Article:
Join Morgan Farr as she shares why all military women should know about Dr. Mary Walker: Doctor, Advocate, and the First of a Kind.
Dr. Mary Walker: Doctor, Advocate, and First of a Kind
by Morgan Farr
Mary Edwards Walker was born in Oswego, New York, in November of 1832. Her parents were ardent abolitionists who placed a high value on education, so much so that they started a free school to allow their daughters to be educated like their male peers. This led to a life of service, battles, and determination.
Becoming a Doctor
After completing her basic education, Mary Walker became a teacher. She worked in Minetto, New York, while saving money to pay for medical school. Mary attended Syracuse Medical College and graduated as a medical doctor in 1855. Mary Walker married Albert Miller the same year and opened a medical practice together. The practice in Rome, New York, went under because the public did not want to accept a female doctor.
In 1861, war broke out in the United States.
Dr. Mary Walker tried to join the Union Army as a surgeon. However, her gender prevented her from being anything other than a nurse. Dissatisfied with that, Mary volunteered for the Union Army at a temporary hospital in the U.S. Patent Office in Washington, D.C. and helped start the Women’s Relief Organization which allowed family members of wounded to visit.
Dr. Walker moved to Virginia in 1862 with the goal of treating wounded soldiers near the front lines.
Finally, in 1863, Mary’s credentials as a surgeon were accepted. She was appointed as a War Department surgeon with a paid position.
In April 1864, Mary was captured by the Confederacy. She was held as a prisoner of war for four months before she and fellow Union doctors participated in a prisoner-of-war swap.
Dr. Mary Walker advocated for women’s suffrage and the ability to wear nontraditional clothing.
While serving, Dr. Walker wore what many called a “Bloomer costume.” This was a set of pants underneath a skirt that was split down the center. The goal of these modifications was to allow her better mobility as a doctor. Eventually, the government gave Walker special permission to wear men’s clothing. But that didn’t prevent her from being arrested in New Orleans for impersonating a man.
Mary Walker believed in women’s suffrage. She attempted to register to vote in 1871 but was denied. While unable to vote, Walker campaigned for a seat in Congress twice. Despite losing, Walker continued to push for the right to vote by testifying at the US House of Representatives for women’s suffrage.
The First of a Kind
President Andrew Johnson awarded Dr. Mary Walker the Medal of Honor in November 1865.
In 1917 Walker’s medal was rescinded because she served as a civilian and was never commissioned as an officer during her time in the Civil War. This was just two years before Walker died.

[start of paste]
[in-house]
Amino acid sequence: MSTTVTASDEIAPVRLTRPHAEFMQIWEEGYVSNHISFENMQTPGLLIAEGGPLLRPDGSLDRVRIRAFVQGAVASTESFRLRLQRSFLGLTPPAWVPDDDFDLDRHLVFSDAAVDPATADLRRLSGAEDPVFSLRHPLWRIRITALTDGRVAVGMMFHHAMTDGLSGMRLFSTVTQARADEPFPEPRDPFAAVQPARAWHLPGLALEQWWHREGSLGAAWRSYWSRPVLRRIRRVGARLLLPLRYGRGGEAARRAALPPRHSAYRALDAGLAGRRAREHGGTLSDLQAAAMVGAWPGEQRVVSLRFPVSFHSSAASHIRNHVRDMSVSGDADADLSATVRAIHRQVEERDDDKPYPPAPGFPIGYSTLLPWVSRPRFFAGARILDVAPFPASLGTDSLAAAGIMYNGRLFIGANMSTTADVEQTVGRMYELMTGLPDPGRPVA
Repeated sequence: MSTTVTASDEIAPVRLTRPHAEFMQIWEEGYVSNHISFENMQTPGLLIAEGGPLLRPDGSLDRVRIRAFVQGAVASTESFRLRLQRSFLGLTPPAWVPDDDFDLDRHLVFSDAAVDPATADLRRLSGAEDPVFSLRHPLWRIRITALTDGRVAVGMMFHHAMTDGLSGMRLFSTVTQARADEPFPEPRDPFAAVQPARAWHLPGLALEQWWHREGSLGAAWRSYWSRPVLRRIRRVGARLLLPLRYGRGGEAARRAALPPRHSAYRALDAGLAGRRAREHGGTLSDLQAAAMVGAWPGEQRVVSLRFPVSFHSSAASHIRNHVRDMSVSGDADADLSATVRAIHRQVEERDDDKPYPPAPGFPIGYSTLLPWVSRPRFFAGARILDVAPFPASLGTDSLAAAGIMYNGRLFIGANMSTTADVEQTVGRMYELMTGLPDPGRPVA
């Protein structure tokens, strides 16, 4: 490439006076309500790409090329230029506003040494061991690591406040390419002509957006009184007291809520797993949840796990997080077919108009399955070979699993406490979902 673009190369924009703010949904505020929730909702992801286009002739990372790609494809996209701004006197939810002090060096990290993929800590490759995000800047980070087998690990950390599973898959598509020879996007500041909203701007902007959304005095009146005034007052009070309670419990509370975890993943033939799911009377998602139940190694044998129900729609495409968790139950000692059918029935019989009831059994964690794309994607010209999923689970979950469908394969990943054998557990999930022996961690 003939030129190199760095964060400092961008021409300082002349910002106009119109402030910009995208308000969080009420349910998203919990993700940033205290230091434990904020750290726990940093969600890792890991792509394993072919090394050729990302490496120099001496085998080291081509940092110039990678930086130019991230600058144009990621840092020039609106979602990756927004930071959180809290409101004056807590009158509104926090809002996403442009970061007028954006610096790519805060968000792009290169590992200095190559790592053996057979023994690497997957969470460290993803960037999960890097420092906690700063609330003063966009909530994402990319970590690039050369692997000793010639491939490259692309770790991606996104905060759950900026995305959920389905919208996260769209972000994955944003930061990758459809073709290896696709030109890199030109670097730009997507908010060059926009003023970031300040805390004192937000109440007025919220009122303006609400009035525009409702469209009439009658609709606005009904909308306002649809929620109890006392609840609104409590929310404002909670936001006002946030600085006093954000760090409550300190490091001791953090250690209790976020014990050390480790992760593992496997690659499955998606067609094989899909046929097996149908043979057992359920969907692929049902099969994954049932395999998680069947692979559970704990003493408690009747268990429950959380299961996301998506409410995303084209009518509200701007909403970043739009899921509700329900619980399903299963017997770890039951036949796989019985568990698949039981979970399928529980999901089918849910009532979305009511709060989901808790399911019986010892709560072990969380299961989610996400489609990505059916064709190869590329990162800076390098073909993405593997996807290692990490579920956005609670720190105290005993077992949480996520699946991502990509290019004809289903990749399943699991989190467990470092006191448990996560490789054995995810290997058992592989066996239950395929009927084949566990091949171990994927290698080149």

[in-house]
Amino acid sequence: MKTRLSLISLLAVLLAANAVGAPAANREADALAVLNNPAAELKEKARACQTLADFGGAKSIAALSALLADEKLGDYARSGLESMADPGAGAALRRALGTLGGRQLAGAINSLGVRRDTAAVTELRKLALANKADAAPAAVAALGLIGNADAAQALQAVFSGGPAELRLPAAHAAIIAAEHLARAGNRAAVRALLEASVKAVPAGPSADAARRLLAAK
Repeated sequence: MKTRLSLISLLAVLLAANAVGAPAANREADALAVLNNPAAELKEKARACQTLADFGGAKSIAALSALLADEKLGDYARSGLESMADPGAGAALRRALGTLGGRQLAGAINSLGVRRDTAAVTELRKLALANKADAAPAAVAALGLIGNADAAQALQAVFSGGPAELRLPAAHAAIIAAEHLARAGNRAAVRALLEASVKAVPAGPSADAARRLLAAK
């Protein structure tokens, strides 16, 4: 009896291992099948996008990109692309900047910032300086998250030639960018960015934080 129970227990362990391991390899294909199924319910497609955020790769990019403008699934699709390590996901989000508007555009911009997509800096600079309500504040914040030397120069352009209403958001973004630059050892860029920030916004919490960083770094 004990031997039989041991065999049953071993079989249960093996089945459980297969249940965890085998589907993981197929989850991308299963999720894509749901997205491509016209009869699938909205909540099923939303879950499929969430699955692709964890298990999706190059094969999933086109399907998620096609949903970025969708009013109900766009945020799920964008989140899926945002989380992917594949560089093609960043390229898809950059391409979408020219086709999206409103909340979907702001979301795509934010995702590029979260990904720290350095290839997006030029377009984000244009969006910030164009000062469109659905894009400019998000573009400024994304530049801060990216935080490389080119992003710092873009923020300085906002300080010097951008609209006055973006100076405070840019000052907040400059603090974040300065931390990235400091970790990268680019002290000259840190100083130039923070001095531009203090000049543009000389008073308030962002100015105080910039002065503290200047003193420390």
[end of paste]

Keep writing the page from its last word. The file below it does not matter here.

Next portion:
As was her way, Walker did not heed this barrier. She refused to return the medal, instead wearing it until the day that she died. It would be another sixty years, in 1977, before President Jimmy Carter would restore the Medal of Honor to Walker.
Dr. Mary Walker remains, to this day, the only woman Medal of Honor Recipient.
While Methodist parents raised Dr. Mary Walker, we don’t know her true faith. Walker wrote a book called Hit in 1871, where she discussed her religious beliefs. She claimed that she was “very religiously liberal for the time.”
So why is she included in Women of the Word Wednesday? Dr. Mary Walker’s legacy has had a long-reaching impact. Entire sections of the military are open to women because Dr. Walker dared to go first. According to the DOD, there are 14,906 officer occupations in the medical feild and 26,005 enlisted occupations in the medical feild across the military branches.
Today all of these positions are open to women.
Dr. Mary Walker clearly had a significant impact on military history. Her contributions to the military world are worth remembering, even if she wasn’t a follower of Christ. Dr. Walker’s willingness to be the first, stand up for her principles, and continue fighting past obstacles, blazed a trail that is now the path that thousands of military women walk down every year.
As we strive to honor God in military life, it is important to remember the women that God used to open the doors.
Dear Heavenly Father, thank you for trailblazers. Thank you for Dr. Walker and the tenacity that she showed. Help us learn from her example to stand up for what is right, even in adversity. Amen.
Notes and Resources
- Read this post to learn why we care about Christian women in military history.
- Read all of our Women of the Word Wednesday posts here.
- Meet Dr. Mary Walker: The only female Medal of Honor recipient
- Women’s History- Dr. Mary Walker
- Walker, Mary Edwards – Freethought Trail
- Biography of Dr. Walker – Dr. Mary Edwards Walker Bibliography